DUBAI // Lawyers are calling for a review of a divorce law that often result in fathers gaining custody of the children when the mother remarries.
Although judges have the discretion to award custody to the mother, lawyers involved in divorce cases say there is a bias towards the father.
Diana Hamade, a lawyer and regular columnist for The National, estimated judges decide for the father in about two-thirds of cases.
"There is a serious reservation against giving a mother the children when she has remarried, unless the father actually gives it to her," Ms Hamade said.
Jouslin Khairallah, a family lawyer in Dubai, said: "I find it is very harmful for the woman.
"The child should always be considered first of all, and it should be considered the right of the woman to have another life, another family, another husband."
Some divorced women have "hidden marriages" because they are afraid of losing their children, said another lawyer, Yousuf Al Sharif.
"They [the marriages] are not registered in the court, which is also making a problem in Sharia," Mr Al Sharif said.
According to federal law, a divorced mother does not automatically lose custody when she remarries.
If her former husband hears of the marriage and objects to her keeping custody, he can bring the case to court where it is reviewed.
"Actually, a woman may remarry and keep custody of her children," said a mufti at the Fatwa Centre of the Abu Dhabi Judicial Department.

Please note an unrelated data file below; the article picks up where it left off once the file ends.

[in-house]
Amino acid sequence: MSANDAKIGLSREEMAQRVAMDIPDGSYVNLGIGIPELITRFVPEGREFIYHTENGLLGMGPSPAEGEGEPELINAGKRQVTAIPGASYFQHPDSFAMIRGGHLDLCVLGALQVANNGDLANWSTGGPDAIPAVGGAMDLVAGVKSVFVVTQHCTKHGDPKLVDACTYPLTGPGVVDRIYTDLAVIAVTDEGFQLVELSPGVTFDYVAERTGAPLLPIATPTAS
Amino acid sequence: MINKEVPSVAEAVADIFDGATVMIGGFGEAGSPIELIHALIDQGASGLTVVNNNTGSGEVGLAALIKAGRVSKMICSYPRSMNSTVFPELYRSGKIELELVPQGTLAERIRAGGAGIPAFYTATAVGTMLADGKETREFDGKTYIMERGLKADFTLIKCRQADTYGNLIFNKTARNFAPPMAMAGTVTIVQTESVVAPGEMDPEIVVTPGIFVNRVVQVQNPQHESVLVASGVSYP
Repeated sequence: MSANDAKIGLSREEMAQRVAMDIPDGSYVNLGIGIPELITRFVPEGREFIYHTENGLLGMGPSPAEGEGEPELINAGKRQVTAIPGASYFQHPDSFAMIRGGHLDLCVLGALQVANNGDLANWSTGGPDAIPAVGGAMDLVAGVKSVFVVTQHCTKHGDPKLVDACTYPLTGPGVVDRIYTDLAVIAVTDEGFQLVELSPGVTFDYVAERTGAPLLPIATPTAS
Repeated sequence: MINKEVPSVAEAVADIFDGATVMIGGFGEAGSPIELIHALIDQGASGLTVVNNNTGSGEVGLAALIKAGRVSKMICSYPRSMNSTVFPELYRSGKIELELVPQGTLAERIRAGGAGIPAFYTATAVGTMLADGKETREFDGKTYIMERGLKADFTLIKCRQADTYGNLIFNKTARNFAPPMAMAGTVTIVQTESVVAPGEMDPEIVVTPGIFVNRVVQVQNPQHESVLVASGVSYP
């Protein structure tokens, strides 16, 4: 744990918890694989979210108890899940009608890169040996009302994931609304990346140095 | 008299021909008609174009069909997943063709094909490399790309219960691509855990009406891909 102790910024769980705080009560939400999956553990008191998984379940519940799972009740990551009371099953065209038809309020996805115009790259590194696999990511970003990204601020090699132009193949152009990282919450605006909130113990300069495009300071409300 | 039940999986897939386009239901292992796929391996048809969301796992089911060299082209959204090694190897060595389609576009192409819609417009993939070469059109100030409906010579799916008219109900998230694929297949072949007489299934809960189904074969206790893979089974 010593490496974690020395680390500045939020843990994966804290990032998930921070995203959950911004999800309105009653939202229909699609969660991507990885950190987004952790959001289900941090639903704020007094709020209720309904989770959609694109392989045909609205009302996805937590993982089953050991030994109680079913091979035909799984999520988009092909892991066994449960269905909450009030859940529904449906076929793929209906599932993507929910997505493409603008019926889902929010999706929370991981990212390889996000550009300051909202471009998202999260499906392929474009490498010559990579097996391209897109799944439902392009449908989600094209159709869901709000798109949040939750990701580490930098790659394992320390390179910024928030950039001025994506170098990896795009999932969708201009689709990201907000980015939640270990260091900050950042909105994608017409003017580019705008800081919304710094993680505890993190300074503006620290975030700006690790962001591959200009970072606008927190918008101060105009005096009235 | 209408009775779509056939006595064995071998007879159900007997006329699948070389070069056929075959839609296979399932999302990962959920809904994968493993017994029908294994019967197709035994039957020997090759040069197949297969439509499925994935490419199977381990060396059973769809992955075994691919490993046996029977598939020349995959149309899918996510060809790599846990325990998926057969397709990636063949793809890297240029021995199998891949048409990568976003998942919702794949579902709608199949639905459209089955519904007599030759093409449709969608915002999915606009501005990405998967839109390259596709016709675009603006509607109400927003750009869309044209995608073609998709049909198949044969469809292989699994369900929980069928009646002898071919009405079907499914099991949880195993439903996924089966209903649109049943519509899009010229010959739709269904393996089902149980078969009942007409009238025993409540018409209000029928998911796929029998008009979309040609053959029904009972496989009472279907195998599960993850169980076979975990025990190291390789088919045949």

"It's case-by-case. The judge considers the best interest of the children, and if it is with the mother, then the children stay with their mother."
But lawyers said the rule led to bitter legal battles.
Ms Khairallah said some fathers filed the case because their former wives were not letting them see enough of their children, but other men used the law as a weapon.
Some invoke the law "just to challenge" their former wives, Mr Al Sharif said.
"Amira", 32, an Emirati mother of three, said her ex-husband used the law to threaten her. "He would be like, if you ever get remarried I will take them from you and you will never see them again," Amira said.
Her mother told her that her former husband did not want the responsibility of caring for their daughters - three-year-old twins and one who turns two soon.
But Amira was not reassured. "It's not the point that he will or he won't," she said. "It's the point that I don't have an option if he does."
Ms Khairallah said the government should establish a committee to support parents after a divorce, aimed at making relations more cordial.
Before the creation of the Personal Status Law in 2005, Mr Al Sharif had advocated for custody to go to the father if the mother remarries.
"He wants custody but he comes fifth or sixth in Sharia - first to the mother, after that her mother, after that maternal grandfather, after that sister of the mother," he said
Mr Al Sharif was pleased when the new law included this idea but over time he noticed problems, including the secret marriages.
A few years ago he began to ask for the law to be changed, with custody transferring to other maternal relatives or staying with the mother if she remarries.
The mufti said that "in general, nobody would take care of the children better than their mother.
"Unless there is clear evidence or testimony by the children themselves, for instance, that the mother is falling short of her duties, going astray or failing in some way or another in her commitment to their well-being, the mother keeps custody of the children."
In practice, the mother needs "lots of proof to court that she's better than the father" to keep custody, Ms Khairallah said.
Parents will scramble to find evidence against their former spouses, sometimes even filing criminal cases, she said.
Amira said that despite her difficult path, she was thankful for the rights her country gives women.
"It's about getting the women to understand that they're worth more," she said. "And the Government really cares.
"But if most women say they're fine, why would you do anything?"